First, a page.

Rocket Motors and Candle Flames.
At the end of the second world war the British had two anti-aircraft guided missile projects running –the Army’s Brakemine and the Navy’s anti-kamikaze missile Stooge. The latter was a command guidance missile developed by Fairey Aviation, which was simply steered into the path of an incoming aircraft. It became evident, however, that this missile would not be fast enough to intercept jet aircraft so the project was cancelled at the end of the war. The British made use of the German missile project technology, particularly that for Wasserfall. It isn’t clear when the Navy’s long range missile project started, but there are references to Seaslug as early as 1949. The Germans had experienced severe problems with the rocket’s exhausts interfering with the missile’s reception of command signals; this was worse when the rocket motor ‘burnt-out’ and formed a candle flame from the slow burning of fuel residue. The British saw this as a major problem and took various steps to avoid the problem. The RAF’s Fireflash had an un-guided boost phase followed by a guided glide phase, and Seacat had its receiver aerials in the trailing edges of the wings. Seaslug, however, posed a greater problem as it had a sustainer which burnt for 38 seconds followed by a glide phase of up to 20-25 seconds when a candle flame could easily form and the aerial was just a few inches away from the rocket nozzle. The Project 502 team’s solution was to fit the sustainer motor with an extinguisher to snuff out any candle flame. This contained a pint (568ml) of carbon tetrachloride (now properly called tetra-chloro-methane) and was injected into the sustainer motor when the internal pressure dropped off.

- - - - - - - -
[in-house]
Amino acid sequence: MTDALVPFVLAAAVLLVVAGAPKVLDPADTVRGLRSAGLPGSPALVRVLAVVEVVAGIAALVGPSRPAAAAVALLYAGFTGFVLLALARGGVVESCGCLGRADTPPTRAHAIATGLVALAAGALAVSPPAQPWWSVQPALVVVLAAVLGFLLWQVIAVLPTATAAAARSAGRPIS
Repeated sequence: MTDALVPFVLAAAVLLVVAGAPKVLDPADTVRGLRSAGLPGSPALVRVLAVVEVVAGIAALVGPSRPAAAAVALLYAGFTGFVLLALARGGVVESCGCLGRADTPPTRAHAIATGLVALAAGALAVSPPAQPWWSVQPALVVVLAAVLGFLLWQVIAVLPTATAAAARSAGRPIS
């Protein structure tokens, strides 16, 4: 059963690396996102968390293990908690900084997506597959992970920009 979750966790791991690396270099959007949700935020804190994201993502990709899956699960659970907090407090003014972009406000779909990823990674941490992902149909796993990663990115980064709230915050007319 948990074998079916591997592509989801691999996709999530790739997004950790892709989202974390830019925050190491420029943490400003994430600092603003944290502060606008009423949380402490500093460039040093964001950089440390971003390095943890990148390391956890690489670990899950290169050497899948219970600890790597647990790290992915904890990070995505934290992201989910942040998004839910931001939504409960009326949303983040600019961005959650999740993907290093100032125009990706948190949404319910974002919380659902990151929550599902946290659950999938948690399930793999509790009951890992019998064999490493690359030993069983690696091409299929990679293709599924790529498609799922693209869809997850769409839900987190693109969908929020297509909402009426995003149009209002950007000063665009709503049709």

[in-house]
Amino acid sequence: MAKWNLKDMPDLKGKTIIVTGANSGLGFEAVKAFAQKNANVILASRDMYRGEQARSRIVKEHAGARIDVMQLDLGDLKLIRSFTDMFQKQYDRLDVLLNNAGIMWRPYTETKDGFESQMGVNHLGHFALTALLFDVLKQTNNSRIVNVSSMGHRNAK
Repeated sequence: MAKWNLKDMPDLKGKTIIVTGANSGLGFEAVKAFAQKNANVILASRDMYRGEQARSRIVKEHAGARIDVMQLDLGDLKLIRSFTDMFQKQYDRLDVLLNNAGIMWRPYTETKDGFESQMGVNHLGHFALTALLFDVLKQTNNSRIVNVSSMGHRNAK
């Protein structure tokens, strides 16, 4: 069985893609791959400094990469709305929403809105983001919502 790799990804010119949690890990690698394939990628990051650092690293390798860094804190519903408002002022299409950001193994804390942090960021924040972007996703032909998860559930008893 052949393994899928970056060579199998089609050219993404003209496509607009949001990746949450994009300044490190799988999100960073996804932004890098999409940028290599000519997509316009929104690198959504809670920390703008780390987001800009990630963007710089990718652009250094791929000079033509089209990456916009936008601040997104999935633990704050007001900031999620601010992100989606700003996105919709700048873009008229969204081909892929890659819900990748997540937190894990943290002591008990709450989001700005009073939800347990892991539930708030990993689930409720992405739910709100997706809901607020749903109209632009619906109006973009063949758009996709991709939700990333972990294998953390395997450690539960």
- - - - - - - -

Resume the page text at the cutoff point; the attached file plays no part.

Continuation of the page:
This page copyright SR Jenkins January 2014; reproduction without prior approval is prohibited.
Page last updated: 10th January 2014.
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